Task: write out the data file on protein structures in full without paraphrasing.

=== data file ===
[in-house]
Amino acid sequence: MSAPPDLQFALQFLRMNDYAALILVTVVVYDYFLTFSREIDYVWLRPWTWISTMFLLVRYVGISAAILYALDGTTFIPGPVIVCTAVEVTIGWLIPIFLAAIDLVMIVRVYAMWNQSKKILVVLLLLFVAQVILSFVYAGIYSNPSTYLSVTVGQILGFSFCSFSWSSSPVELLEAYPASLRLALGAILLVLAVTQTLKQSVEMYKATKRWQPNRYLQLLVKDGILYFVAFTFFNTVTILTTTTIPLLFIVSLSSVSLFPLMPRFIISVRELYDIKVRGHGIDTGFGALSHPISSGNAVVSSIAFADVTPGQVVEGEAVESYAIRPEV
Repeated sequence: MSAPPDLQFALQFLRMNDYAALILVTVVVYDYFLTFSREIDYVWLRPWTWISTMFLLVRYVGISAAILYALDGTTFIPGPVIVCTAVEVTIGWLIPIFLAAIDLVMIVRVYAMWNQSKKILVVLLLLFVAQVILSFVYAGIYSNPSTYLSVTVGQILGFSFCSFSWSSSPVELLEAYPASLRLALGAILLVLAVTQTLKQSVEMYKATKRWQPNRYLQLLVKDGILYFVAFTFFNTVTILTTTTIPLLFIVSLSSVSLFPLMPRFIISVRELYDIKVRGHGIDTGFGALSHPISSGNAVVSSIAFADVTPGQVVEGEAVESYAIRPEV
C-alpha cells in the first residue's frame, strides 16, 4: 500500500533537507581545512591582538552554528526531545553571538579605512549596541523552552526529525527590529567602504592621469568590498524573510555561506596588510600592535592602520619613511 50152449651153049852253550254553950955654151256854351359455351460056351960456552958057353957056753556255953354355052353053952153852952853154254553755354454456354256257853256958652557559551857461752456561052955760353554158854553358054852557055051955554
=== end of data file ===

[in-house]
Amino acid sequence: MSAPPDLQFALQFLRMNDYAALILVTVVVYDYFLTFSREIDYVWLRPWTWISTMFLLVRYVGISAAILYALDGTTFIPGPVIVCTAVEVTIGWLIPIFLAAIDLVMIVRVYAMWNQSKKILVVLLLLFVAQVILSFVYAGIYSNPSTYLSVTVGQILGFSFCSFSWSSSPVELLEAYPASLRLALGAILLVLAVTQTLKQSVEMYKATKRWQPNRYLQLLVKDGILYFVAFTFFNTVTILTTTTIPLLFIVSLSSVSLFPLMPRFIISVRELYDIKVRGHGIDTGFGALSHPISSGNAVVSSIAFADVTPGQVVEGEAVESYAIRPEV
Repeated sequence: MSAPPDLQFALQFLRMNDYAALILVTVVVYDYFLTFSREIDYVWLRPWTWISTMFLLVRYVGISAAILYALDGTTFIPGPVIVCTAVEVTIGWLIPIFLAAIDLVMIVRVYAMWNQSKKILVVLLLLFVAQVILSFVYAGIYSNPSTYLSVTVGQILGFSFCSFSWSSSPVELLEAYPASLRLALGAILLVLAVTQTLKQSVEMYKATKRWQPNRYLQLLVKDGILYFVAFTFFNTVTILTTTTIPLLFIVSLSSVSLFPLMPRFIISVRELYDIKVRGHGIDTGFGALSHPISSGNAVVSSIAFADVTPGQVVEGEAVESYAIRPEV
C-alpha cells in the first residue's frame, strides 16, 4: 500500500533537507581545512591582538552554528526531545553571538579605512549596541523552552526529525527590529567602504592621469568590498524573510555561506596588510600592535592602520619613511 50152449651153049852253550254553950955654151256854351359455351460056351960456552958057353957056753556255953354355052353053952153852952853154254553755354454456354256257853256958652557559551857461752456561052955760353554158854553358054852557055051955554